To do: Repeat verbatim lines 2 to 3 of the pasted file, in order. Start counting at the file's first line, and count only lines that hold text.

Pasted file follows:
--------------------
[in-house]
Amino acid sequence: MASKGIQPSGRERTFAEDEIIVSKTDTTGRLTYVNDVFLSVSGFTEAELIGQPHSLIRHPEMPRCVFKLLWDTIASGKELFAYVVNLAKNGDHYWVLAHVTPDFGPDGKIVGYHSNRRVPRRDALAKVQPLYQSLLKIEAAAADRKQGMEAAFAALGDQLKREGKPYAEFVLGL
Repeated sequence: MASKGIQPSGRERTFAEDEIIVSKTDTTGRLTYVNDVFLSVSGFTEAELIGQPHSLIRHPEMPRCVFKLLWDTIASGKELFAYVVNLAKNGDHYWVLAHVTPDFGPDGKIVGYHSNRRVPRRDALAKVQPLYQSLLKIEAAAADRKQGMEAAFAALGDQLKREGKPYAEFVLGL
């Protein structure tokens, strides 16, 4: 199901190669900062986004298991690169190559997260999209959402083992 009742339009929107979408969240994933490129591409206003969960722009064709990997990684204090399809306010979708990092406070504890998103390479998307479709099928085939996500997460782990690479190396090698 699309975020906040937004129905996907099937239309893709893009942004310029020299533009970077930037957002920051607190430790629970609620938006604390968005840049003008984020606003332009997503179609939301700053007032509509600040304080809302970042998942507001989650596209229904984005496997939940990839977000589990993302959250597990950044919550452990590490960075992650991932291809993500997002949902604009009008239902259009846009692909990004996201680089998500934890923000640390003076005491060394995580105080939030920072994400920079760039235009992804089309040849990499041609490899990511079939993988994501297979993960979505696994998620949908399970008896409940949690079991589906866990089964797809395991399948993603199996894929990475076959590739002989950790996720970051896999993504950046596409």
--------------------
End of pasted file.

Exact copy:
Amino acid sequence: MASKGIQPSGRERTFAEDEIIVSKTDTTGRLTYVNDVFLSVSGFTEAELIGQPHSLIRHPEMPRCVFKLLWDTIASGKELFAYVVNLAKNGDHYWVLAHVTPDFGPDGKIVGYHSNRRVPRRDALAKVQPLYQSLLKIEAAAADRKQGMEAAFAALGDQLKREGKPYAEFVLGL
Repeated sequence: MASKGIQPSGRERTFAEDEIIVSKTDTTGRLTYVNDVFLSVSGFTEAELIGQPHSLIRHPEMPRCVFKLLWDTIASGKELFAYVVNLAKNGDHYWVLAHVTPDFGPDGKIVGYHSNRRVPRRDALAKVQPLYQSLLKIEAAAADRKQGMEAAFAALGDQLKREGKPYAEFVLGL